An essential component of the fire alarm apparatus, smoke alarms detect low levels of smoke through ionization or photoelectric processes.  Upon detection, they emit a loud alarm designed to alert those inside the structure of the danger.  

Smoke detectors can be set up in a multitude of configurations.  Some are 'networked' detectors.  This configuration allows for all local detectors to trigger after a single detector is activated.  This allows for rapid notification of an entire area's inhabitants of potential danger.

Another way that detectors are set up is the singular configuration.  In this configuration, the detector is not networked and only functions to alert people in the immediate vicinity of potential danger.

Carbon Monoxide

Carbon Monoxide detectors are required in any housing unit that has gas-fed appliances.  Building owners should know if the unit has gas-fed appliances and if the unit is equipped with Carbon Monoxide detectors.

Carbon Monoxide (CO) is an invisible, odorless, and colorless gas created by the burning of fuels such as in cars, trucks, stoves, lanterns, grills, fireplaces, gas ranges, or furnaces (CDC).  Carbon Monoxide is lethal in sufficient quantities and can kill without symptoms for those who are asleep or under the influence of alcohol.  Carbon Monoxide detectors are devices that detect when a dangerous level of CO exists within range.  On detection, CO alarms will emit blaring sounds similar to those of a smoke or fire alarm.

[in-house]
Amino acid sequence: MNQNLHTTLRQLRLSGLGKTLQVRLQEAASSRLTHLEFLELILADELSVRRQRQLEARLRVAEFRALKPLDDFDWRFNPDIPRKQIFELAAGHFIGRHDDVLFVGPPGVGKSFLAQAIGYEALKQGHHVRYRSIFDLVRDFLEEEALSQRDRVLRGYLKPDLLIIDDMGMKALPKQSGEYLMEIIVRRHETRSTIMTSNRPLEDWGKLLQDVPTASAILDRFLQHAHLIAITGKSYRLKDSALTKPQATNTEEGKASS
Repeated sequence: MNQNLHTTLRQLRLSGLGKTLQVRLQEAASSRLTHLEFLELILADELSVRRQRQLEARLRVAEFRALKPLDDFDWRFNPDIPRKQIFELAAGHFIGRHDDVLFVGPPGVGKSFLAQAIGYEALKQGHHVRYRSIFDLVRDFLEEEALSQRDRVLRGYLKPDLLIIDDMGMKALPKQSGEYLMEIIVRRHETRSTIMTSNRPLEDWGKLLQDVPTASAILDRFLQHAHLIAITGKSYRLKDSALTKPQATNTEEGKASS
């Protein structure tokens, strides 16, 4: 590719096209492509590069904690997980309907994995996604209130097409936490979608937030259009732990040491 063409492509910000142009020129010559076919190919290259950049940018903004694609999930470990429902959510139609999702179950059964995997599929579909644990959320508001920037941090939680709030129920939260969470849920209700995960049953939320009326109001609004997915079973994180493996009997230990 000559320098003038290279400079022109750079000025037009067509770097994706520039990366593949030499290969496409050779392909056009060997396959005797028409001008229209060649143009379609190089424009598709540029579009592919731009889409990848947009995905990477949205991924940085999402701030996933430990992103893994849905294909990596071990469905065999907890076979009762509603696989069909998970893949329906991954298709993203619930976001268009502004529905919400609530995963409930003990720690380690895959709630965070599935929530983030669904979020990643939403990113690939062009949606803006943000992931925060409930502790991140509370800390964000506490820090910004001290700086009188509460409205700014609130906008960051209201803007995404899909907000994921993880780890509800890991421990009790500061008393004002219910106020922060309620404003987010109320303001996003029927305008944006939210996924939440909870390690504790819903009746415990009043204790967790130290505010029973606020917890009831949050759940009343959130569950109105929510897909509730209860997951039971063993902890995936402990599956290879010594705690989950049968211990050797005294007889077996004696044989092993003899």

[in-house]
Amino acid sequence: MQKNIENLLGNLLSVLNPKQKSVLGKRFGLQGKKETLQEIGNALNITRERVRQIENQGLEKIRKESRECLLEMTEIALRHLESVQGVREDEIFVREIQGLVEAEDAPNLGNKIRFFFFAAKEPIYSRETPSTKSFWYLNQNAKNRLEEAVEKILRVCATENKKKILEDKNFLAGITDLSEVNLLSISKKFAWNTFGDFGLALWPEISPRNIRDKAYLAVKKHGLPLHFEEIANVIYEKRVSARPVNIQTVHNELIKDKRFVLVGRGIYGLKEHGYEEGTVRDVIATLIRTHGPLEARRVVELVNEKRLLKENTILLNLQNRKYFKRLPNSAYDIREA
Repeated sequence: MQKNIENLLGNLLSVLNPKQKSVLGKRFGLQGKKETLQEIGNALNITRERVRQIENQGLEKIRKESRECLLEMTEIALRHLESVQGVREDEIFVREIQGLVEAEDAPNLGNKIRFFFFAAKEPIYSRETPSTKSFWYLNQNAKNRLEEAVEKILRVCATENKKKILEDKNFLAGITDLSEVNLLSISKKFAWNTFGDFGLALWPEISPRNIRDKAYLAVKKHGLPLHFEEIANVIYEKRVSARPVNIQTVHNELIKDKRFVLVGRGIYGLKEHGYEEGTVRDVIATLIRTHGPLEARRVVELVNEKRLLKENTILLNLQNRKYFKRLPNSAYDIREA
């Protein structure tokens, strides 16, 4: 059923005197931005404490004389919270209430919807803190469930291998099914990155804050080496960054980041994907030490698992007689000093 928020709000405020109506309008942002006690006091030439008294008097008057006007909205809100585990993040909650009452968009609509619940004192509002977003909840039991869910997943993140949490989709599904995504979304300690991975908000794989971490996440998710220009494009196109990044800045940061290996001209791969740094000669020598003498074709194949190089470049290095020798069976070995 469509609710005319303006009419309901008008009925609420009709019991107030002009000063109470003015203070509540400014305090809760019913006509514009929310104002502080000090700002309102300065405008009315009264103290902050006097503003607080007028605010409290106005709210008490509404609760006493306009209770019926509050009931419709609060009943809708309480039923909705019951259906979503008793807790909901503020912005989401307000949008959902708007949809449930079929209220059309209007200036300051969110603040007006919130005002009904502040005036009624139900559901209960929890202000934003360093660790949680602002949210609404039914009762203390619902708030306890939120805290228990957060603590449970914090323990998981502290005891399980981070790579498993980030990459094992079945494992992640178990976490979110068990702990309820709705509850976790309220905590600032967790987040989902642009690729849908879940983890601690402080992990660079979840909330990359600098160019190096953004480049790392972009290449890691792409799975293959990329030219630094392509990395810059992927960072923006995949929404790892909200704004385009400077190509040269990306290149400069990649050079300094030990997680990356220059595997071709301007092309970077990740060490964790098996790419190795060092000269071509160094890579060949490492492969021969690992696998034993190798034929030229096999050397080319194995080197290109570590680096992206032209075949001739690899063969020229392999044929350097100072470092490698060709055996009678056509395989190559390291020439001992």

When a Carbon Monoxide detector sounds, your first priority should be fresh air and informing anybody else in the home of the danger.  Open windows and sliding doors.  Ensure that there is fresh air coming into the area.  If this is not possible, leave and call for help from an area where there is fresh air.  

More Information

Campus Fire Safety - Fire Sprinklers (PDF)

NFPA - Fire Alarms in Apartments (PDF)

NFPA - Carbon Monoxide Safety (PDF)

NFPA - Deaf and Hard of Hearing Smoke Alarms (PDF)

Emergency Preparedness Before You Lease

In off-campus housing, evacuation planning is much less standardized than on-campus offerings.  In these cases, it is instrumental that you take the initiative to ensure your safety when living off-campus.  When selecting an off-campus residence, ask your prospective landlord questions about the residence such as: